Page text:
Current Conditions


Cool start to summer boosts Okanagan River sockeye salmon run

FILE PHOTO - First Nations members fishing for sockeye at the Okanagan Falls dam on July 15, 2016. Numbers of returning sockeye are much higher than originally predicted, thanks to a cooler, wetter July.
July 25, 2016 - 8:00 PM

PENTICTON - A cooler, damper start to summer is good news for the Okanagan River sockeye salmon fishery in the South Okanagan this year.

Okanagan Nation Alliance Fisheries program manager Howie Wright says migration conditions for returning salmon entering the Okanagan River from the Columbia River system turned out to be more favourable to migration this year with water temperatures less than 22 Celsius.

“More sockeye came into the river, which created an opportunity for food fishing," Wright says. "Last week, after discussions with federal fisheries, a recreational and economic fishing opening was announced.” 

It was anticipated there would be about 60,000 fish in the Columbia River system this year, but Wright says there are more than 360,000.

“Seventy per cent of those are Okanagan River salmon,” Wright says, adding a cooler and wetter July improved migration.

Wright says the recent controversy surrounding an Okanagan Falls residents’ claims natives are trespassing to access traditional fishing grounds at Okanagan Falls dam is less a First Nations issue than it is one of use of Crown land. He says a provincial survey in 2013 clarified property boundaries, but added First Nations members are asked to access the dam by walking up the stream bed or accessing from Crown land.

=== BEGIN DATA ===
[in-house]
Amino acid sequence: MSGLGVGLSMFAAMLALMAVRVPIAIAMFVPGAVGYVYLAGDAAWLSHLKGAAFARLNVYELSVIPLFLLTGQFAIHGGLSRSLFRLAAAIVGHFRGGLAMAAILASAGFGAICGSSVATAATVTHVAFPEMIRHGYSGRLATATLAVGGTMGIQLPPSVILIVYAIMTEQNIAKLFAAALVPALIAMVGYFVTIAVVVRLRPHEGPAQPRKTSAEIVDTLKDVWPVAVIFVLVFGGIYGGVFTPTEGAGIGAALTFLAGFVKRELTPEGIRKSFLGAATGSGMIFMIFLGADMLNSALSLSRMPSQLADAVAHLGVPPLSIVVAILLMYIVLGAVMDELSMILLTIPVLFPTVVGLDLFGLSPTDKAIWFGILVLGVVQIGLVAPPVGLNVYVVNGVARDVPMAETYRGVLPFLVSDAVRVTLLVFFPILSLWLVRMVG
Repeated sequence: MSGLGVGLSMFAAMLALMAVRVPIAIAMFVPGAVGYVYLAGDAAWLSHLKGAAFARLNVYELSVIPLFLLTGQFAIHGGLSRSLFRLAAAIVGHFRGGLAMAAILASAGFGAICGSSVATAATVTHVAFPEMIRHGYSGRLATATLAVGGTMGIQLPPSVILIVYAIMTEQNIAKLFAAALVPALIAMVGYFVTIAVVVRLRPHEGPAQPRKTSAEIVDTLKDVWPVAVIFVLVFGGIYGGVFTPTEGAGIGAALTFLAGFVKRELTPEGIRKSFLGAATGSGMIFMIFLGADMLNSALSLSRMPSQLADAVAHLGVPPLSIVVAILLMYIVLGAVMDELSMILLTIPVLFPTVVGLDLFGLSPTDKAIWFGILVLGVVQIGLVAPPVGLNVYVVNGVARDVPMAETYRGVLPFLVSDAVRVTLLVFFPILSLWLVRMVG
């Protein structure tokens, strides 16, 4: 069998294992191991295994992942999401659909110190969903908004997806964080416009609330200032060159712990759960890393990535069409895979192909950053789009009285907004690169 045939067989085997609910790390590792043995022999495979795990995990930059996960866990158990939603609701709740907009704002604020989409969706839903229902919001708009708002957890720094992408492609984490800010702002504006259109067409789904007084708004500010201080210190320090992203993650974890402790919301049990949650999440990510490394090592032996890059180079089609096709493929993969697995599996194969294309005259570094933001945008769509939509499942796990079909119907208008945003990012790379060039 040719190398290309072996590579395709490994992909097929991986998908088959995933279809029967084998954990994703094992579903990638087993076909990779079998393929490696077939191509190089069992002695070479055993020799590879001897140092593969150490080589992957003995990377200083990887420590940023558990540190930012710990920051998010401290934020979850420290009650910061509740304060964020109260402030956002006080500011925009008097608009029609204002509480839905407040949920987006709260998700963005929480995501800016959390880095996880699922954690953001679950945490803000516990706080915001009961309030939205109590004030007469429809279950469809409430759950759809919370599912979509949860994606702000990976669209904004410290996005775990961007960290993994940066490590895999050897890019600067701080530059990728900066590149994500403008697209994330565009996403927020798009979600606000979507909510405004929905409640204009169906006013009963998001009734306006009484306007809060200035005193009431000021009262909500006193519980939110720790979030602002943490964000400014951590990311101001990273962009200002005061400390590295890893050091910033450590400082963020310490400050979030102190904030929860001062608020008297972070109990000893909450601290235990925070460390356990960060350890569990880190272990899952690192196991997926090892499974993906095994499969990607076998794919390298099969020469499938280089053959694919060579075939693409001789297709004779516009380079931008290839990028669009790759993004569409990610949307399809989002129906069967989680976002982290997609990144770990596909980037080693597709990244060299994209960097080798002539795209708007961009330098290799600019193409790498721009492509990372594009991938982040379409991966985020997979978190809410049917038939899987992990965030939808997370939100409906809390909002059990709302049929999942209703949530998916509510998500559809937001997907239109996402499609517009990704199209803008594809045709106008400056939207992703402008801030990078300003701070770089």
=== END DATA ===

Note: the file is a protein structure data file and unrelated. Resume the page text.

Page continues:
Wright says the Okanagan Falls fishery was, in historical times, the second largest native fishery on the Columbia system, after the one at Kettle Falls.

“There was an Osoyoos Indian Band reserve on the site that was expropriated in the 1910s, known as Indian Reserve Number Two. The site is also culturally important,” Wright says.

Drought conditions and low salmon returns last year prevented the native food fishery at Kettle Falls from taking place. The sport fishery for Osoyoos Lake sockeye begins July 29 and is expected to run 12 days this year.

Wright says the Okanagan Nations and fisheries department will look at catch numbers and other data on day 10 to decide whether or not to extend the fishery this year.

The sport fishery on Osoyoos Lake is open to anglers with a valid B.C. fishing license and salmon tag.

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